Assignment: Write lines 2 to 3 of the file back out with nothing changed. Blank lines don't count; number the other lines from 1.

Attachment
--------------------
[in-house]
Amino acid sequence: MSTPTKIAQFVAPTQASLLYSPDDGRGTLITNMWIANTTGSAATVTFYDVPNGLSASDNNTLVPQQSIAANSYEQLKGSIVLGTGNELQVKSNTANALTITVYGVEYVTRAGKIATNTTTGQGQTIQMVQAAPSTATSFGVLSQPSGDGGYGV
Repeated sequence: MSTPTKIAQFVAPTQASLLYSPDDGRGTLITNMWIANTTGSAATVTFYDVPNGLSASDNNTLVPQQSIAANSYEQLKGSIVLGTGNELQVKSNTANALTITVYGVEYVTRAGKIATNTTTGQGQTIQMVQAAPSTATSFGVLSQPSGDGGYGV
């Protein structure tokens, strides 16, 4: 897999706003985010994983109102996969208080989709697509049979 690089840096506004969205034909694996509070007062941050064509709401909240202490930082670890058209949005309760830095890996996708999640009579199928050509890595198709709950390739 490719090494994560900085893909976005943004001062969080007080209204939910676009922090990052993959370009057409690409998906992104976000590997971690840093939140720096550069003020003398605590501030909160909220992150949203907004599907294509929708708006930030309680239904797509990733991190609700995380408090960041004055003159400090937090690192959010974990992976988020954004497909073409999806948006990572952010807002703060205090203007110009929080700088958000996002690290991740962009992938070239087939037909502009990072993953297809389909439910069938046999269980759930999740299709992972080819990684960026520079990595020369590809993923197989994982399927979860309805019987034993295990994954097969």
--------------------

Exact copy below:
Amino acid sequence: MSTPTKIAQFVAPTQASLLYSPDDGRGTLITNMWIANTTGSAATVTFYDVPNGLSASDNNTLVPQQSIAANSYEQLKGSIVLGTGNELQVKSNTANALTITVYGVEYVTRAGKIATNTTTGQGQTIQMVQAAPSTATSFGVLSQPSGDGGYGV
Repeated sequence: MSTPTKIAQFVAPTQASLLYSPDDGRGTLITNMWIANTTGSAATVTFYDVPNGLSASDNNTLVPQQSIAANSYEQLKGSIVLGTGNELQVKSNTANALTITVYGVEYVTRAGKIATNTTTGQGQTIQMVQAAPSTATSFGVLSQPSGDGGYGV